Chelsey was a 13 year old MinPin that came into a Shelter with a sketchy history:  Abused by her original owner who tossed her around, then given to a woman that left her in a house fire (other people went in and saved her), then she may have ingested antifreeze.  The man who brought her to the Shelter on Friday said that she was “dying” and wasn’t eating or drinking, however when the Shelter offered food and water she was ravenous.

Chelsey looked so poorly, that a Shelter volunteer took her home Friday evening, and Old Dog Haven was contacted.  ODH immediately found a Final Refuge Home, and the Shelter volunteer drove Chelsey to her ODH home on Sunday.  She arrived at 2:30pm, and by 3:30 she was at the ER because her condition was so critical:  She was emaciated and skeletal, very pale (anemic), dehydrated, and depressed.

Diagnostics revealed she had non-regenerative anemia, low protein and albumin levels (probably as a result of her intestines being unable to absorb nutrients,) uncontrolled diabetes, a bladder infection, and dry eye (KCS) affecting both eyes.  After 3 days in the ER, Chelsey was stable enough on Wednesday to come home – her issues were not resolved or even controlled, but she was feeling much better and could get one-on-one attention in her Final Refuge home.

Chelsey had drops for her eyes, special food, antibiotics, and insulin injections.  The nifty thing was that she was fitted with a “continuous glucose monitor” – just like on TV – where a sensor was placed on her back, and with the wave of a smartphone an App captured her blood glucose level as often as desired.  The data is automatically uploaded and is available 24/7 for review on the phone and also by her Veterinarian back at the hospital.  This allows for continuous, real-time, non-invasive, accurate blood glucose monitoring.

In her Final Refuge home, Chelsey was very outgoing.  She worked her way around the house trying out all the different dog beds.  She crawled into the crate along with resident dog Mindy.  Out in yard, she putzed around or stood looking intently through the slats of the front gate.  Her diabetes made her “pu/pd” and so she always had to pee – this led to wearing diapers overnight in the house.  She loved to be picked up so she could cuddle, be carried around, or to sleep in my lap.  Unfortunately, her blood glucose was resistive to regulation and never stabilized.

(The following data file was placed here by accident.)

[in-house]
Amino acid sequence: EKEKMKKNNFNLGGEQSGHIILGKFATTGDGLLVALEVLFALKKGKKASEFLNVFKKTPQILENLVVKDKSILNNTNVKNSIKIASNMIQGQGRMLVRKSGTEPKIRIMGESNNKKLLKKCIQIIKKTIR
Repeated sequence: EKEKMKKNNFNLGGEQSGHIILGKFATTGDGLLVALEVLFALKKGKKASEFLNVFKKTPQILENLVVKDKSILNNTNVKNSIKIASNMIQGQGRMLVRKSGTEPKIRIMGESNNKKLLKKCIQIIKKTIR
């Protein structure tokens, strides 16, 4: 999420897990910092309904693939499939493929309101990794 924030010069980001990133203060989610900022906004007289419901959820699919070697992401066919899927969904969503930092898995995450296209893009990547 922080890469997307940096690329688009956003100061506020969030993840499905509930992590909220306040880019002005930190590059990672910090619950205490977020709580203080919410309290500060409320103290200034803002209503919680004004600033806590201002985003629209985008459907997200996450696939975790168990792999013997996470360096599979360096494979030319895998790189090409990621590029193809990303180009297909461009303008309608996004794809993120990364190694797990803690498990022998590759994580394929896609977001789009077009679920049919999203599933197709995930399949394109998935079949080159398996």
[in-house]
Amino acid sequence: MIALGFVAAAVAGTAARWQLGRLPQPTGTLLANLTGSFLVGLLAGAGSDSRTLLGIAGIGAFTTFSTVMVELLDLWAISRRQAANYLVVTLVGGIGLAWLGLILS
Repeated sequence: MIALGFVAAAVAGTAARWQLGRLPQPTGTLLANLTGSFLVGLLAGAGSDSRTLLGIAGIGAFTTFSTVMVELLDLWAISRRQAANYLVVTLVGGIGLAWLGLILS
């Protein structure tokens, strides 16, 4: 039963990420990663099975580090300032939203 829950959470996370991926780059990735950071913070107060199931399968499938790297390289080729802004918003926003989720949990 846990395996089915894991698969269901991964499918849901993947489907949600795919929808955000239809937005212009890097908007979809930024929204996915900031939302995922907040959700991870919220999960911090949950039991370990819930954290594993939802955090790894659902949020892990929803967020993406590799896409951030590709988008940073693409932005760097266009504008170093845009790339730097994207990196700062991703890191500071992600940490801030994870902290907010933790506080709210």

Friday was a good day – Chelsey spent time out in the sun sitting in my lap, and inside being carried from room to room and dog bed to dog bed throughout the house.  Some new prescription food arrived, and she gobbled it up.  Friday evening we went to bed at 10pm with my alarm set to recheck her blood glucose in 2 hours.  At 11:30 she woke me up crashing around – she was disoriented and unable to walk – she tried to stay upright but kept falling onto her side.  I sat and held her until she settled down and went to sleep.  After that she seemed unaware of her surroundings.  We made another trip to the ER to send Chelsey over the Rainbow Bridge.

Chelsey was in Final Refuge Care for only 5 days.  Thanks to the many Old Dog Haven donors, she had extensive (and expensive) emergency critical care that allowed her to live her last days in a home where she was loved, and the center of attention.  She knew she was finally safe enough to end her struggle, and to let go of all her pain and suffering – she flew away in peace.